But The Final Countdown never challenges its audience. Gee, will they rally to save their compatriots from the horrors of Pearl Harbor? It's a non-decision, except for some philosophical, science-fiction fretting about "altering the historical timeline." In the end they're saved from making any really difficult decisions by a convenient deus ex machina that comes at the climax of the movie.
In Zipang, a JDF Aegis-class guided missile destroyer is thrown back in time to the eve of the Battle of Midway. But the crew of the Mirai know their countrymen are on the wrong side of history. They are from a wealthy, democratic, post-industrial, peaceful Japan. They have no desire to see the Imperial Japan of the era and its brutal empire prevail. But neither do they wish to stand by and watch them get slaughtered.
Zipang illuminates the kind of moral and existential challenges created in the cauldron of armed conflict--also explored in Under the Flag of the Rising Sun and Japan's Longest Day--but that are nowhere to be found in the profound-looking but intellectually lazy Letters from Iwo Jima.
My final two recommendations should be watched in the following order: First is the Nova documentary, "Sinking the Supership," a straightforward account about the life and death of the Battleship Yamato.
The flagship Yamato was (and remains) the largest battleship ever built. Yet by the Battle of Midway in 1942 it was obsolete, aircraft carriers having come to dominate naval warfare. With most of Japan's naval air force destroyed by late 1944, the Yamato had becoming a floating white elephant and was retired to Kure, its home port on the Inland Sea, a dozen miles south of Hiroshima.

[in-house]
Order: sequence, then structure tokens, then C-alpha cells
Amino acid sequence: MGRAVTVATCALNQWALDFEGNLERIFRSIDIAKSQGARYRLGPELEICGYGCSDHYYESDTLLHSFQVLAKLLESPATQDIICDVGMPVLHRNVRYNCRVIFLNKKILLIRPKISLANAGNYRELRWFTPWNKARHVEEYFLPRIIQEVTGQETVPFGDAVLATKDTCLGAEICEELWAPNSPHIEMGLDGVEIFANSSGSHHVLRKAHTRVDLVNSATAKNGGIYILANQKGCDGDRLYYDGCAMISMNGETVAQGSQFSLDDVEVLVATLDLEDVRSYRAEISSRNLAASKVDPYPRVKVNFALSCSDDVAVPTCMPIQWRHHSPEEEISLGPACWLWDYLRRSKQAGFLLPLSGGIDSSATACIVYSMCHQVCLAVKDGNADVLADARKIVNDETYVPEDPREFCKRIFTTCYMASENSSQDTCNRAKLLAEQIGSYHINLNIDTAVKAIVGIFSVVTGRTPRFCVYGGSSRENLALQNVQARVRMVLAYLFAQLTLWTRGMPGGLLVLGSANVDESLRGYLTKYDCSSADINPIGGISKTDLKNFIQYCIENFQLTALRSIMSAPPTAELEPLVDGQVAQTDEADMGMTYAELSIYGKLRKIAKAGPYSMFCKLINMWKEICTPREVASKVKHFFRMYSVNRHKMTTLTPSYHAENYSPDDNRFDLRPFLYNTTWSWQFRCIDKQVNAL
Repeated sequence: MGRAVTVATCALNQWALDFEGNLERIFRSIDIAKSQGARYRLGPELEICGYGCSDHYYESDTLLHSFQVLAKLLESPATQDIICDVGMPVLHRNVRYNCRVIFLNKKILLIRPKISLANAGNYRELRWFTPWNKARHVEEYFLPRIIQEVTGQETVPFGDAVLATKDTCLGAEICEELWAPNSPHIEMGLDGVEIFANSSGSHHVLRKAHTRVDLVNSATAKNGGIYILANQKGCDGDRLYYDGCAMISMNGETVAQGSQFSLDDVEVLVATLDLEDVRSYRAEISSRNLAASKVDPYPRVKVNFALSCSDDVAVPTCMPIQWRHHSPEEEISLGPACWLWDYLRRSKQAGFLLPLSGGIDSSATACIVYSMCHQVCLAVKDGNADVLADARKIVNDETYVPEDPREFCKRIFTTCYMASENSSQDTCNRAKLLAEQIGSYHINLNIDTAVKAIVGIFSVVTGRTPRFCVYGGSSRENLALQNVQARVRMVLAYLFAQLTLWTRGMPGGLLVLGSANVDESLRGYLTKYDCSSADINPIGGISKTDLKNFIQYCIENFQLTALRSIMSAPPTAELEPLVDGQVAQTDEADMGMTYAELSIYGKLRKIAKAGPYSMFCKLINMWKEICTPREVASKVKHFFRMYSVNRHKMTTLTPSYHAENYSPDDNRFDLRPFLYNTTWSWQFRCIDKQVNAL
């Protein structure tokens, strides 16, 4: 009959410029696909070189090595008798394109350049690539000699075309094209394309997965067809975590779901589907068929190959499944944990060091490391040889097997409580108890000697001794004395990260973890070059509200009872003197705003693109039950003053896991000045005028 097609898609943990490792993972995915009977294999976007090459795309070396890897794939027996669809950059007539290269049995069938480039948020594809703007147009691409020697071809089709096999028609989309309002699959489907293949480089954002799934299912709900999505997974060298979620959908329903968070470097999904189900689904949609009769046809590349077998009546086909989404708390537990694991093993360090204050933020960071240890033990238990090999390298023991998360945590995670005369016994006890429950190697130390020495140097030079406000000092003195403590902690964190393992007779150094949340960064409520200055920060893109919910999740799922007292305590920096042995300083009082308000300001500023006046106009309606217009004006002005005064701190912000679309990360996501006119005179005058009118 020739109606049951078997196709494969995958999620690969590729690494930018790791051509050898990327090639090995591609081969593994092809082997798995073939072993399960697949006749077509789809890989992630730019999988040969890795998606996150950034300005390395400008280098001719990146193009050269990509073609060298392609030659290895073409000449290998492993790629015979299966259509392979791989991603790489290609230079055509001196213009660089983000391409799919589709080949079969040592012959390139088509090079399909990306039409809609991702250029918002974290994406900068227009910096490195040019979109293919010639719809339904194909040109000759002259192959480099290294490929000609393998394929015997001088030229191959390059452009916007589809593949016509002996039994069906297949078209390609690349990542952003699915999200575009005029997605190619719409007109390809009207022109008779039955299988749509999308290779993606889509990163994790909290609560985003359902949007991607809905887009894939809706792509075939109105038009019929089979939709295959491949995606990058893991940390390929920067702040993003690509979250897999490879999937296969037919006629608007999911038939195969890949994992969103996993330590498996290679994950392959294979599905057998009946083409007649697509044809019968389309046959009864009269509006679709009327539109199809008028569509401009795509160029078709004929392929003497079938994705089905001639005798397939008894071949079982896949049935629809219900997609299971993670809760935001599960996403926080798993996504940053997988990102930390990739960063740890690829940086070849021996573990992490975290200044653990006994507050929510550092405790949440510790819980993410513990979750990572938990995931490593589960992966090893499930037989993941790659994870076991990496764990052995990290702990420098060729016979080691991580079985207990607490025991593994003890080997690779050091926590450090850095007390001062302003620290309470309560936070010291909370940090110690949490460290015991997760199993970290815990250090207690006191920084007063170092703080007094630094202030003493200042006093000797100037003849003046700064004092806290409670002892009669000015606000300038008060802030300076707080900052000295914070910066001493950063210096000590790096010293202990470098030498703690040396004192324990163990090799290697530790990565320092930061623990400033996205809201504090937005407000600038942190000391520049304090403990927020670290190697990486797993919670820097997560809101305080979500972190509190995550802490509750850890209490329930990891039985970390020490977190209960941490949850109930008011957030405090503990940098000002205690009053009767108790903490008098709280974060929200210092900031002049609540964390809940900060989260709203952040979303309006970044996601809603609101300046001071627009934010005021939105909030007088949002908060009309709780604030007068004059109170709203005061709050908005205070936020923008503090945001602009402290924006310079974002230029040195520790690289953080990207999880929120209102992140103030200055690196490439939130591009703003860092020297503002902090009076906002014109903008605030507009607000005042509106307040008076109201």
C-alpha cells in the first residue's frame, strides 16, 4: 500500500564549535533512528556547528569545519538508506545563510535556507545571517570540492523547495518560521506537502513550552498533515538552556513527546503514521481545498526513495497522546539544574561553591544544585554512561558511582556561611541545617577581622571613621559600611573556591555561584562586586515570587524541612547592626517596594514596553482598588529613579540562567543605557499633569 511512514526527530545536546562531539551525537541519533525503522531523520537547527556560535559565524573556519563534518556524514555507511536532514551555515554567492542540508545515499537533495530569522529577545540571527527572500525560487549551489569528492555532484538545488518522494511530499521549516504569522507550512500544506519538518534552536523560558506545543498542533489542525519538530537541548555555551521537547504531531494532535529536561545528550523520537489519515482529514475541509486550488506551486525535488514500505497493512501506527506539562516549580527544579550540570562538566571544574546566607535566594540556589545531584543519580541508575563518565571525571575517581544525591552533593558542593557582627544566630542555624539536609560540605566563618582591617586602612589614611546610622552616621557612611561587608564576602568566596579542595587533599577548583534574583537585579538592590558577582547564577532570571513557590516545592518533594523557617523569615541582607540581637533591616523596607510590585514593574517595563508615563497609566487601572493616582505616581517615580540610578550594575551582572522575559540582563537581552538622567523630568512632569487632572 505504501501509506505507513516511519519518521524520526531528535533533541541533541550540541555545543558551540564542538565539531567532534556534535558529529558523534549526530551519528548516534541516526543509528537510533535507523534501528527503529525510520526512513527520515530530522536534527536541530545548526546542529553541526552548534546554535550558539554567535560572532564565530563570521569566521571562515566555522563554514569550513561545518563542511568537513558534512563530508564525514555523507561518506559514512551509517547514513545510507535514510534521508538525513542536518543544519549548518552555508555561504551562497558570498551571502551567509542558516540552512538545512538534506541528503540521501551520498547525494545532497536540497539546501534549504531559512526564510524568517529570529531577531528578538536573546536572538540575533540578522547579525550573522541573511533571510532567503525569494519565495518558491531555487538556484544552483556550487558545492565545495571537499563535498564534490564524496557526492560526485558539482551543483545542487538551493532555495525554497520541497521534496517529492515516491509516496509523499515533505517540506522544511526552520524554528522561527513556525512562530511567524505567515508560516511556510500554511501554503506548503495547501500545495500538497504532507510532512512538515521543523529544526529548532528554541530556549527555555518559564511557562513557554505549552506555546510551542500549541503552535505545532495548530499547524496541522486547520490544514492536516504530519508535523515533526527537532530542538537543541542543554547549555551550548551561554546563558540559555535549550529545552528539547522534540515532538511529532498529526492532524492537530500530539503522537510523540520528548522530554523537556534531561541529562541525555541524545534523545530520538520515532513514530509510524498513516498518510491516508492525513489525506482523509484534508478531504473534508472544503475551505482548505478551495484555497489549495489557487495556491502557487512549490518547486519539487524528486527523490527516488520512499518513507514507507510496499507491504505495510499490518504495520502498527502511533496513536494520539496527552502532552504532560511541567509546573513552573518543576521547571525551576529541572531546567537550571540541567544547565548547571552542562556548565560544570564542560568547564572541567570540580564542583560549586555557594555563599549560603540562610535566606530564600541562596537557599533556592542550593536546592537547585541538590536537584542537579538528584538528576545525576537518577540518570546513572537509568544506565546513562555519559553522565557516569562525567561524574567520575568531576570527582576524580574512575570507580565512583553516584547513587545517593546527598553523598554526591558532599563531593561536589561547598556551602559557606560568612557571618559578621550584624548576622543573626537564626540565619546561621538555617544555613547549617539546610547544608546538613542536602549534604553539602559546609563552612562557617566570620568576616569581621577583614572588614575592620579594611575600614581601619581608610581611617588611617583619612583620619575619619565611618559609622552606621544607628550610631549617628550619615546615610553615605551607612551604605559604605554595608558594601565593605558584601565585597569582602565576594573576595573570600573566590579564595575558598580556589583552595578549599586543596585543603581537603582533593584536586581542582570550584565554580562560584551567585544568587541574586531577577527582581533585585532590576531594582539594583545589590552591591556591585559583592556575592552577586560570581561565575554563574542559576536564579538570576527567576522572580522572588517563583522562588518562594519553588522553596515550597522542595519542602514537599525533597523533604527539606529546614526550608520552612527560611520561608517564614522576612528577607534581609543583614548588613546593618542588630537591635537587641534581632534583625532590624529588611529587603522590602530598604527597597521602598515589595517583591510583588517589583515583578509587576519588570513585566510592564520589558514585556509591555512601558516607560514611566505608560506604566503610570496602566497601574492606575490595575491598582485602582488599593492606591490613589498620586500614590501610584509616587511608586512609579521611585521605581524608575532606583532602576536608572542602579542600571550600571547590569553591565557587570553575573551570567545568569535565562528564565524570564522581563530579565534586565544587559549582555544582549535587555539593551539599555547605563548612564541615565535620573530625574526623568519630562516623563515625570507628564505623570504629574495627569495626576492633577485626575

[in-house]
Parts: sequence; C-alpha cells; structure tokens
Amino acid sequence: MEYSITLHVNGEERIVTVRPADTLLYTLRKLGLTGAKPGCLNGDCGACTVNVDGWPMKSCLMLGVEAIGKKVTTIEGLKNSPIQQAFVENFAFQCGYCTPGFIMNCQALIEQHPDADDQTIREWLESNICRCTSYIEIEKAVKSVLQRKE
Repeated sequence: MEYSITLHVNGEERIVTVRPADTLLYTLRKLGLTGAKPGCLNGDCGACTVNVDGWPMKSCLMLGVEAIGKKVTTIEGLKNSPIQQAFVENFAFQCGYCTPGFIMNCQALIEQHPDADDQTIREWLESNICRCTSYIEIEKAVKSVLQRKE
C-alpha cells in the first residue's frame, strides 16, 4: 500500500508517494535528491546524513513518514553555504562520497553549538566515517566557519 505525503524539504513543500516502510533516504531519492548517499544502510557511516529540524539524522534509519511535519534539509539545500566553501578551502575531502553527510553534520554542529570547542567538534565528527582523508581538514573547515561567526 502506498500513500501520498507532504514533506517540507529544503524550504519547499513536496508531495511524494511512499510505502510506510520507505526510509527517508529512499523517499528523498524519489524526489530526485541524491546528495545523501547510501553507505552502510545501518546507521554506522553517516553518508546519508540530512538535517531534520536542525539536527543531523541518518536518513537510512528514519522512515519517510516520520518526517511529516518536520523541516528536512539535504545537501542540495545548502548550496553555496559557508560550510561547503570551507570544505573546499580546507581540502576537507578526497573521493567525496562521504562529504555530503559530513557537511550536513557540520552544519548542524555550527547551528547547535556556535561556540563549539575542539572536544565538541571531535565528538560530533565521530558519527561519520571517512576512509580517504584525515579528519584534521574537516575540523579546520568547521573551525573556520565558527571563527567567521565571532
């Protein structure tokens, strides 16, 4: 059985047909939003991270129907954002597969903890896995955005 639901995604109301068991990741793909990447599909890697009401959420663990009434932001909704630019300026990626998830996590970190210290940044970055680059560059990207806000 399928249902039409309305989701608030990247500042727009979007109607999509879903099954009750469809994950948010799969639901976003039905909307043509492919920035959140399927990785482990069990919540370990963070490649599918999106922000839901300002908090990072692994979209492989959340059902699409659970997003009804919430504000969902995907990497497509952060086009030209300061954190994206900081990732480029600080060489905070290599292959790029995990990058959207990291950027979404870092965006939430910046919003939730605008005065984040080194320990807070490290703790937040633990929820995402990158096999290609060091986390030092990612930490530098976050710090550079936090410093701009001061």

Then during the Battle of Okinawa, in the final months of the war, the Yamato was dispatched--without air cover--to Okinawa. The question every mother asks: "If all your friends went and jumped off a cliff, would you too?" was the exact same reasoning behind Operation Ten-Go. The Japanese military couldn't hold the Yamato in reserve while so many kamikaze pilots were throwing themselves into the abyss.
The Yamato was sunk by American aircraft before getting anywhere near Okinawa. Fewer than 300 sailors out of a crew complement of over 2700 survived when its magazines exploded and it sank, one of the worst naval disasters in history. The resurrection of the Yamato in popular culture--the anime series Space Battleship Yamato in particular--I believe reflects a desire to inject meaning in the pointless demise of such a grand vessel.
The Yamato is spiritually resurrected in "The River of Time" episode of Kamichu! (DVD 3 episode 9). Kamichu! is an anime series about Yurie, a junior high school student living in a small fishing village in Hiroshima Prefecture, who wakes up one morning to discover she's been turned into a minor Shinto deity. Think of it as a Shinto version of Touched by an Angel.
In Shintoism, every unique object or thing in the universe has its own god (Miyazaki's Spirited Away is a good primer on the subject). In "The River of Time," the spirit of a sunken fishing trawler makes its way to Yurie's house (shades of Finding Nemo) to ask for her help--as the local Shinto deity--in escorting the spirit of the Yamato back to Kure.
Along the way, Yurie meets one of the Yamato's few surviving crew members and shares with him a vision of the ship before it was sent to its death. It is a simple and sentimental story that speaks with no political or ideological agenda, a sad and moving requiem asking only that, in the words of Shakespeare's Henry V, this "band of brothers . . . be in their flowing cups freshly remembered."